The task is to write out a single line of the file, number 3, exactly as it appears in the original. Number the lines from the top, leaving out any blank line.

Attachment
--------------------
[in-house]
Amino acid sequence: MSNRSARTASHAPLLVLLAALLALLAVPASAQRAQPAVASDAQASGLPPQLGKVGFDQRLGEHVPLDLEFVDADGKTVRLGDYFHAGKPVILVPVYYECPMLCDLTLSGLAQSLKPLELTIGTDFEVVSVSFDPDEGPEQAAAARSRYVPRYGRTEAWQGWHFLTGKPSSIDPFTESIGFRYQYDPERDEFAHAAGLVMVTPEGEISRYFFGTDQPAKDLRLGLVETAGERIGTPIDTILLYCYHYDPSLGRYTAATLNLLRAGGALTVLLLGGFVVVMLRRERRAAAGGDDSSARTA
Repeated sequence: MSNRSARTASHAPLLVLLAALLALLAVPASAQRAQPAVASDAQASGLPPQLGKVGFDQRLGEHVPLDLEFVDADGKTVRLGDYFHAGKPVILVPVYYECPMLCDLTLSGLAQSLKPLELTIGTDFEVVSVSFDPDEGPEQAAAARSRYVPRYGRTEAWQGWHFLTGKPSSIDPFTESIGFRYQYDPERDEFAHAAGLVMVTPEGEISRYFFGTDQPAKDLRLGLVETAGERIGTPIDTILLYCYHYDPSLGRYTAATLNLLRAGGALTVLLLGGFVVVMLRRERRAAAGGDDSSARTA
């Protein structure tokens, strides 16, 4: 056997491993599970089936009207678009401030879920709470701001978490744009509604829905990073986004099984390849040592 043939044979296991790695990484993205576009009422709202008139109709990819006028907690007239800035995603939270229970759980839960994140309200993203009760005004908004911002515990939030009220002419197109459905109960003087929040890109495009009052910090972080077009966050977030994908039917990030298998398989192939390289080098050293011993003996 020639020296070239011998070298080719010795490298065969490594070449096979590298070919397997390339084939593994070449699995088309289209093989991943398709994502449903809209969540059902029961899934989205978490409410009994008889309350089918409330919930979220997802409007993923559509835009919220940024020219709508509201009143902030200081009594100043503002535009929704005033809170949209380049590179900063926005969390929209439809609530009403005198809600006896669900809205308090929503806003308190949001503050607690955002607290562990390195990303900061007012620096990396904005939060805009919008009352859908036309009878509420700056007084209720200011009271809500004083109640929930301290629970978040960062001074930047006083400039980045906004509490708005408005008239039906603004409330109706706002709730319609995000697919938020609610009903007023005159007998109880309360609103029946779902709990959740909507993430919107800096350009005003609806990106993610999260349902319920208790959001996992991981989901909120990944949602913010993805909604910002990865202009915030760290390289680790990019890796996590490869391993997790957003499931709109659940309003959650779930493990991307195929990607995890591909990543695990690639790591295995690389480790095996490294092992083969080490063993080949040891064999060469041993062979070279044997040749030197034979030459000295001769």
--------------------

Repeated sequence: MSNRSARTASHAPLLVLLAALLALLAVPASAQRAQPAVASDAQASGLPPQLGKVGFDQRLGEHVPLDLEFVDADGKTVRLGDYFHAGKPVILVPVYYECPMLCDLTLSGLAQSLKPLELTIGTDFEVVSVSFDPDEGPEQAAAARSRYVPRYGRTEAWQGWHFLTGKPSSIDPFTESIGFRYQYDPERDEFAHAAGLVMVTPEGEISRYFFGTDQPAKDLRLGLVETAGERIGTPIDTILLYCYHYDPSLGRYTAATLNLLRAGGALTVLLLGGFVVVMLRRERRAAAGGDDSSARTA